We also found that bull trout behavior varied slightly on a diel basis. Although diel patterns in activity should be expected to vary seasonally due to changes in the photoperiod [39], we could not evaluate interactions between time of day and season on D int and P exp (see Methods). However, because the majority of our data were recorded in the fall and winter, we believe that the uncovered diel patterns are more representative of bull trout activity in these seasons. The small variation (about 20 m) in D int over the day may be partly associated with bull trout diel vertical migration, which occurs throughout most of the year, including the fall and winter [40]. Bull trout diel vertical migration in winter has been attributed to foraging for kokanee [40], which also exhibit diel vertical migration in that season [31].

Our finding that P exp was higher over most of the night hours (corresponding to fall and winter) may indicate a reduction in bull trout activity when it is dark. However, as mentioned above, the exploratory state may also indicate foraging behavior. Interestingly, the increase in P exp at night coincides with the time that both kokanee and bull trout are located in shallow water [40, 41]. Indeed, diel activity of fishes is linked to the activity of their prey [39], and studies conducted on stream-dwelling bull trout during periods of cold water temperature (late fall to early spring) have shown that individuals emerge from cover at night and feed in the dark ([42, 43] and N Furey, University of British Columbia, personal communication).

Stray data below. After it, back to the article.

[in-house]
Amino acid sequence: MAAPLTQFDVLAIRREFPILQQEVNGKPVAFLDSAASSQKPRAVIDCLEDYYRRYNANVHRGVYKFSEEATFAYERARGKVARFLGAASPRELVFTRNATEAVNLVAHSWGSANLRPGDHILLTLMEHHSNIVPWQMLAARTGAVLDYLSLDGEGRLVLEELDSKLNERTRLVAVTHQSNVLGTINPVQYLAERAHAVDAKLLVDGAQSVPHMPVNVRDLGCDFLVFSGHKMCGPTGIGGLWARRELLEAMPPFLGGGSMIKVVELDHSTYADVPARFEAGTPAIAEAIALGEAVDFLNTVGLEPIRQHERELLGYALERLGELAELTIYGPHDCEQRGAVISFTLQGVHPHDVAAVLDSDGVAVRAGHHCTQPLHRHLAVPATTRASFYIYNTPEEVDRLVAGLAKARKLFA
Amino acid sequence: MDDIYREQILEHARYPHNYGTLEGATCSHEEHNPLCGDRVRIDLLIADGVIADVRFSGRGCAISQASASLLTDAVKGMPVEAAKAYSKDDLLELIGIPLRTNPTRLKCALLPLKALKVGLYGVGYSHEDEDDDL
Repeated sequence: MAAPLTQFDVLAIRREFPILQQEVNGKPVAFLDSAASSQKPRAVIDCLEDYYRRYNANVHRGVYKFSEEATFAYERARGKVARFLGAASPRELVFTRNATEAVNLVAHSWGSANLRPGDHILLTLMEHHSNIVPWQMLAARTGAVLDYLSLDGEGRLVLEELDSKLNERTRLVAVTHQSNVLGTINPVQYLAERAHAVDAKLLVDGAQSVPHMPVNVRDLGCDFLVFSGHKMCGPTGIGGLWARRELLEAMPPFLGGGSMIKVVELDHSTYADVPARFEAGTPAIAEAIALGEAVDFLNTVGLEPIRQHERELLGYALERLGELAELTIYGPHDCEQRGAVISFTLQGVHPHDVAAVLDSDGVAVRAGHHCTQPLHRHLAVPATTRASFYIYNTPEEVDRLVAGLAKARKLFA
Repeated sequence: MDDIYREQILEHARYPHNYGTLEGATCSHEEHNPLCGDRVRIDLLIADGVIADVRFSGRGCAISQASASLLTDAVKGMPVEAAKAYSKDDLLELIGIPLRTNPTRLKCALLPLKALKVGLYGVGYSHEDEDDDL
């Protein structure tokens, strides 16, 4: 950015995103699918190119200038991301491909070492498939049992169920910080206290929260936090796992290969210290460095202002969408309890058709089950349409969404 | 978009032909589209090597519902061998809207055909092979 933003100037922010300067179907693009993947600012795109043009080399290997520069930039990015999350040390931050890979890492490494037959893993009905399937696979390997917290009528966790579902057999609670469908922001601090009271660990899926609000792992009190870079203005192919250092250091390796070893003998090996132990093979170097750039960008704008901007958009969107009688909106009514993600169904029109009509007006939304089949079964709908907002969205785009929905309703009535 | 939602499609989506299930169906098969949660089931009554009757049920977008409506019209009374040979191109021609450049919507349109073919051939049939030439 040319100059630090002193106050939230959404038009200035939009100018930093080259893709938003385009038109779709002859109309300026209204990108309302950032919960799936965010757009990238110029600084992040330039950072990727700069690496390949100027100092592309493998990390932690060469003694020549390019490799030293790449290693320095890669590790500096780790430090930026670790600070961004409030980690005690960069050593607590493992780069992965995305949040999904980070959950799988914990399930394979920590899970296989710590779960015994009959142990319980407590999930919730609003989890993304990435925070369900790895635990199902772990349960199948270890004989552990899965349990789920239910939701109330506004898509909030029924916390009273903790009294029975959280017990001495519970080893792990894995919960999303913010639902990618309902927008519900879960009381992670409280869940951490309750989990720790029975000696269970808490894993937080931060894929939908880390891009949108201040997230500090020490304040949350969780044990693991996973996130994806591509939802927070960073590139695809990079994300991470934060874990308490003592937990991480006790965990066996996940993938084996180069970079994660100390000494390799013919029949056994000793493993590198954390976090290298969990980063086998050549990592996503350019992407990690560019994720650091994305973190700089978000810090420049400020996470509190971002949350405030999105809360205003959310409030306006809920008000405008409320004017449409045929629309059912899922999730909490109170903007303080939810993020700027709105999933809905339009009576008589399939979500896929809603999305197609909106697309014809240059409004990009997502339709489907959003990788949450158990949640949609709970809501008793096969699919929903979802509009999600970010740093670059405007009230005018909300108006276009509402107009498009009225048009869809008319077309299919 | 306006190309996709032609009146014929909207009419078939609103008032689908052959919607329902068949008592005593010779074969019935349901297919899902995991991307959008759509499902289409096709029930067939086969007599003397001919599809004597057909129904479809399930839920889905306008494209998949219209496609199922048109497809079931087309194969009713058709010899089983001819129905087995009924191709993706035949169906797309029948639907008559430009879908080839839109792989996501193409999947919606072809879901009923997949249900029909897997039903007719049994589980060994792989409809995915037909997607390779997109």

Although we were able to detect relationships between bull trout D int and P exp and time of day, season and body temperature, a large proportion of the variability in our data (as measured by conditional R 2 ) could not be explained by our predictor variables and individual random effects, particularly in the P exp model. The low ability of our models to explain the variability in the data is partly related to the stochastic component that underlies animal movements [44]. Furthermore, animal movement results from complex interactions between an individual’s internal state and environmental conditions [45], which can change at fine spatiotemporal scales. For example, turbine operations generate complex water flows over three-dimensional space in the forebay of hydropower reservoirs [46]. It is possible that bull trout moving in such an environment respond to fine spatiotemporal changes in flow properties (for example, velocity, turbulence, flow direction) that are not detected by relating behavior to total operational discharge. Indeed, the spatiotemporal variability in the characteristics of water and air flow helps to explain the trajectory of animals moving in fluids, though most work done to date has been focused on migrating animals [10, 47, 48].